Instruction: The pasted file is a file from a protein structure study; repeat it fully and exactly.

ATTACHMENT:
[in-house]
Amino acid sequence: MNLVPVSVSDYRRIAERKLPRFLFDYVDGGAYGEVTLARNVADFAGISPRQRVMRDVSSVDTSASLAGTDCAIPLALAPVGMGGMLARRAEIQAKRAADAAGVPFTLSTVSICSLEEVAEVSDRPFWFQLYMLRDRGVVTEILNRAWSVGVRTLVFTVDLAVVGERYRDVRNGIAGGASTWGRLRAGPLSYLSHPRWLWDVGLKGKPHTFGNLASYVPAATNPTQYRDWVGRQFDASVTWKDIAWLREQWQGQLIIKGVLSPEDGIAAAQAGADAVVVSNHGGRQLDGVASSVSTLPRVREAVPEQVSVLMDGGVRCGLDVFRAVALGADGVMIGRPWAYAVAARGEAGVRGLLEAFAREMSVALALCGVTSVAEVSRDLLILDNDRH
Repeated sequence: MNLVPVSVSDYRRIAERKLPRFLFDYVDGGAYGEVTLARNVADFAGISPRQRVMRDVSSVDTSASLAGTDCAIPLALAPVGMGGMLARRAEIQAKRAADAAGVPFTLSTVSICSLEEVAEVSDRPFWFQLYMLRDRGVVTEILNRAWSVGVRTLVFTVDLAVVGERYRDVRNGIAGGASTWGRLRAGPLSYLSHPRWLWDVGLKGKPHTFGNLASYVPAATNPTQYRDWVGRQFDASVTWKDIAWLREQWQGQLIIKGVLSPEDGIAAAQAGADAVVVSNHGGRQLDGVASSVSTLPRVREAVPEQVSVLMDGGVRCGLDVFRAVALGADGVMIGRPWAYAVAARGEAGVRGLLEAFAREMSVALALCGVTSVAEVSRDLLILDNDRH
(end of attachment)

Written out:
[in-house]
Amino acid sequence: MNLVPVSVSDYRRIAERKLPRFLFDYVDGGAYGEVTLARNVADFAGISPRQRVMRDVSSVDTSASLAGTDCAIPLALAPVGMGGMLARRAEIQAKRAADAAGVPFTLSTVSICSLEEVAEVSDRPFWFQLYMLRDRGVVTEILNRAWSVGVRTLVFTVDLAVVGERYRDVRNGIAGGASTWGRLRAGPLSYLSHPRWLWDVGLKGKPHTFGNLASYVPAATNPTQYRDWVGRQFDASVTWKDIAWLREQWQGQLIIKGVLSPEDGIAAAQAGADAVVVSNHGGRQLDGVASSVSTLPRVREAVPEQVSVLMDGGVRCGLDVFRAVALGADGVMIGRPWAYAVAARGEAGVRGLLEAFAREMSVALALCGVTSVAEVSRDLLILDNDRH
Repeated sequence: MNLVPVSVSDYRRIAERKLPRFLFDYVDGGAYGEVTLARNVADFAGISPRQRVMRDVSSVDTSASLAGTDCAIPLALAPVGMGGMLARRAEIQAKRAADAAGVPFTLSTVSICSLEEVAEVSDRPFWFQLYMLRDRGVVTEILNRAWSVGVRTLVFTVDLAVVGERYRDVRNGIAGGASTWGRLRAGPLSYLSHPRWLWDVGLKGKPHTFGNLASYVPAATNPTQYRDWVGRQFDASVTWKDIAWLREQWQGQLIIKGVLSPEDGIAAAQAGADAVVVSNHGGRQLDGVASSVSTLPRVREAVPEQVSVLMDGGVRCGLDVFRAVALGADGVMIGRPWAYAVAARGEAGVRGLLEAFAREMSVALALCGVTSVAEVSRDLLILDNDRH